In previous roles, I had always just been involved in my own piece of the puzzle before handing my work off to someone else. In this role, I’m essentially managing the building of the entire puzzle: understanding all the moving pieces and determining what work gets done when. Being involved in the product has given me visibility into software development and taught me out-of-this-world prioritization skills, how to lead a team and how to be as transparent as possible.  

 

Signpost lateral career transitions Colorado tech
Photo courtesy of Signpost.

Signpost’s cloud CRM uses artificial intelligence to capture information about potential prospects and target them with automated marketing campaigns that drive conversions. Associate Product Manager Michelle Reger shared how her company encouraged her to take on new challenges and shift from a role in customer success to where she is today.

 

What role were you originally hired for, and what position do you hold now? What prompted you to make the switch?

I was originally hired as a junior account manager in 2014. I moved up to manager of customer success by 2016 and transitioned to an associate product manager in December 2017. I was nominated by an executive to apply for the position. I loved my job in CS but applied for the role because it was a good match for my skill set and opened up a new world of exciting career opportunities.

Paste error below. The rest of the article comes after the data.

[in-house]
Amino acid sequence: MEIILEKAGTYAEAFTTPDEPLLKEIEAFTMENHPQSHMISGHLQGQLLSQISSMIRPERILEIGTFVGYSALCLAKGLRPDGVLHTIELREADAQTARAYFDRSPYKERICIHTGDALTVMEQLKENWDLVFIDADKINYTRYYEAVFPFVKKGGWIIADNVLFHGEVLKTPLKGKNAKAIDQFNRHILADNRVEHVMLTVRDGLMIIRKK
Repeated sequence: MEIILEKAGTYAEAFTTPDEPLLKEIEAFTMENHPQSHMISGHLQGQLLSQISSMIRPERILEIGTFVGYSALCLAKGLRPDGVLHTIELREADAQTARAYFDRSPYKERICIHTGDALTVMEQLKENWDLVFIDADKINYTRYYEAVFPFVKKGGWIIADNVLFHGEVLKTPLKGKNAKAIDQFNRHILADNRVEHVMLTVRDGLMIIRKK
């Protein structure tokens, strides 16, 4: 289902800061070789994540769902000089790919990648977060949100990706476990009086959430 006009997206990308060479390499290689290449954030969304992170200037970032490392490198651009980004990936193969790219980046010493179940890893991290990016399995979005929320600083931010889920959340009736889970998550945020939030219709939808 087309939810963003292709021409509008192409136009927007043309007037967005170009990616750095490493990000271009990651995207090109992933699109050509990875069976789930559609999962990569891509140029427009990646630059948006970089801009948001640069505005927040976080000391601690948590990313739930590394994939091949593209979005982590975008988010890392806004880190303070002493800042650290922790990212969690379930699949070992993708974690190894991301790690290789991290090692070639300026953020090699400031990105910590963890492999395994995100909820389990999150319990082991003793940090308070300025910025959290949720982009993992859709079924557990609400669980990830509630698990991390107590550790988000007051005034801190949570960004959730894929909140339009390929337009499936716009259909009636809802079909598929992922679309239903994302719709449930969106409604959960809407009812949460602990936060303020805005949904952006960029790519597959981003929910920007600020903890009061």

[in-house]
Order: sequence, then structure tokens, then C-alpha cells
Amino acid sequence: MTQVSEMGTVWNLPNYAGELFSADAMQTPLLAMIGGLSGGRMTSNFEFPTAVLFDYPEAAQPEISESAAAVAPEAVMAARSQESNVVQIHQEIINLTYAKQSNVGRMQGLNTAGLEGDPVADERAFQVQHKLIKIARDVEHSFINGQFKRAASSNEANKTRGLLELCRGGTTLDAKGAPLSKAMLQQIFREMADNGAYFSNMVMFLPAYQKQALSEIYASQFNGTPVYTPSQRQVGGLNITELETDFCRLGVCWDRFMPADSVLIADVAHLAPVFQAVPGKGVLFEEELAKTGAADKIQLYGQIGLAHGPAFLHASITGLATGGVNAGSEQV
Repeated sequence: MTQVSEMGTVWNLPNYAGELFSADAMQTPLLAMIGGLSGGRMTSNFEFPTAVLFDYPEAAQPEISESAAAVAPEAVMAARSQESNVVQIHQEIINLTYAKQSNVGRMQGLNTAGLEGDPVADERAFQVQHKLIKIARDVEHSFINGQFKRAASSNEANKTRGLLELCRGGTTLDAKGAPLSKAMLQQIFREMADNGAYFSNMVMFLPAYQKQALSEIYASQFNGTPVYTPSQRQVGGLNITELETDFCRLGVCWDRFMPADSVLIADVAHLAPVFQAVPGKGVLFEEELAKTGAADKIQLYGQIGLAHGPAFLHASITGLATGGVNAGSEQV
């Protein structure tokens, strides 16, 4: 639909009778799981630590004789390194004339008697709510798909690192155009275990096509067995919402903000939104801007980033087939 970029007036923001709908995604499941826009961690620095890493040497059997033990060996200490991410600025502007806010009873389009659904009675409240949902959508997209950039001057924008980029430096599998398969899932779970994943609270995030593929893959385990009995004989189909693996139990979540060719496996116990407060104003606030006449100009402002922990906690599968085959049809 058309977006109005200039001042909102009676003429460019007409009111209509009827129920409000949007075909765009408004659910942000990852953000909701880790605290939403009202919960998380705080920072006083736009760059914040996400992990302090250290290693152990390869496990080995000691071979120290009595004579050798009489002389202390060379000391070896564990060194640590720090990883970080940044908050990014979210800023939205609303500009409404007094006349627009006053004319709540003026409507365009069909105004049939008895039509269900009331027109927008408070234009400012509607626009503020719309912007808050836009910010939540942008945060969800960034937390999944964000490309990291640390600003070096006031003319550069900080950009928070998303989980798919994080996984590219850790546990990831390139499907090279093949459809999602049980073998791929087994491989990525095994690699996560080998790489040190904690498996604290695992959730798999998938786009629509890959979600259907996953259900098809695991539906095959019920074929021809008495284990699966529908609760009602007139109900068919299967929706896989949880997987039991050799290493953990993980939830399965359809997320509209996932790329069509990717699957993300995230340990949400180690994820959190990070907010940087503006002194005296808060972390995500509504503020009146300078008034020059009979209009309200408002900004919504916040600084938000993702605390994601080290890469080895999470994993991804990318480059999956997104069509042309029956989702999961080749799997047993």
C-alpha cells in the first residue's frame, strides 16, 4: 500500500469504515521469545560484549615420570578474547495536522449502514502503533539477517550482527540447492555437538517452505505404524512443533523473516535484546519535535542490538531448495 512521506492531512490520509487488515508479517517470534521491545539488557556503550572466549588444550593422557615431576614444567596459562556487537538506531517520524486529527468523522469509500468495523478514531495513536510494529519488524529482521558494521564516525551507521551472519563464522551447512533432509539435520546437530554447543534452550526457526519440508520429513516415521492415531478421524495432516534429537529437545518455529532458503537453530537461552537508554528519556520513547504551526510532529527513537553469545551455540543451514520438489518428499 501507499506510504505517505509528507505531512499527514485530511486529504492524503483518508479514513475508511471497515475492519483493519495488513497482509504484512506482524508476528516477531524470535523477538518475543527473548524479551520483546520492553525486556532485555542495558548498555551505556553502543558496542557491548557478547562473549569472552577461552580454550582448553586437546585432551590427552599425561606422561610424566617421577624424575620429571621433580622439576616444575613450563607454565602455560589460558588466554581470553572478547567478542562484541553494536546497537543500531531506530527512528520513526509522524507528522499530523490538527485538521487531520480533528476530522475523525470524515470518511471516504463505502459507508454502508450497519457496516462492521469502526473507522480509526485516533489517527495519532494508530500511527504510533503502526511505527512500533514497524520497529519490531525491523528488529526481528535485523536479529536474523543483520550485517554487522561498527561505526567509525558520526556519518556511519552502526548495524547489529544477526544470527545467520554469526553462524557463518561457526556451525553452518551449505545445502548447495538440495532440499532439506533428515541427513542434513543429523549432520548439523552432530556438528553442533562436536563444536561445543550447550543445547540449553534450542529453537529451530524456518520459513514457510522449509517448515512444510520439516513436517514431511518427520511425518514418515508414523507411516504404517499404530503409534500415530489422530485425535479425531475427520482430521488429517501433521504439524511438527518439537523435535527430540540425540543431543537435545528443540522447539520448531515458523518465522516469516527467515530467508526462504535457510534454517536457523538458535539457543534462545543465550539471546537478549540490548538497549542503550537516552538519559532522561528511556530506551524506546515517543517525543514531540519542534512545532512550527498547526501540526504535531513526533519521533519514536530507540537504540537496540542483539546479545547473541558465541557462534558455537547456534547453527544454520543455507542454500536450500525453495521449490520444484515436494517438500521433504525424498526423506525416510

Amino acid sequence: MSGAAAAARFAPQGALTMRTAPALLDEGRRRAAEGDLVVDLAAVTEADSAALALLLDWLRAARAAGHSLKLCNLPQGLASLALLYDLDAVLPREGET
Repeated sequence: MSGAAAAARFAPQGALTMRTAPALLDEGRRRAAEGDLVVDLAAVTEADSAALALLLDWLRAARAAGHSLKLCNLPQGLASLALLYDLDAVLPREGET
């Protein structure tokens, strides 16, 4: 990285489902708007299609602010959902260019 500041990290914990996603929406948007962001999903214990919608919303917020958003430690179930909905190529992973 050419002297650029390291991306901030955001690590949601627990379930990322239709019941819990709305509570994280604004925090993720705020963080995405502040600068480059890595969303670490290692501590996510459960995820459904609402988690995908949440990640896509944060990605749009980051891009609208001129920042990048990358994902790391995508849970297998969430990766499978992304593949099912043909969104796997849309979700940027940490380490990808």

The most important part of my transition was that my manager let me fail.”

How has your company helped you transition laterally into this new role? What did that transition look like?

I was already familiar with every aspect of our product from my time in CS, but now I had to learn to become a product manager. My new manager was extremely involved in my transition — sending me reading material and articles on product management, setting up one-on-one meetings at least twice a week and assigning me meaningful projects to begin working on right away.

However, the most important part of my transition was that my manager let me fail. This sounds strange, but it was so reassuring to know that I didn’t have to be perfect right away as I learned how to become a PM. I learned so much faster by being hands-on, instead of only watching other people.

 

How has your career path changed as a result and what skills have you acquired so far in your new role?

I always thought I’d have a career in customer success until I took on the associate product manager role. I now see a successful future for myself in product management. My critical thinking, prioritization and problem-solving skills are much sharper already. Now I’m working on my wireframing skills, building requirements and learning SQL as quickly as possible.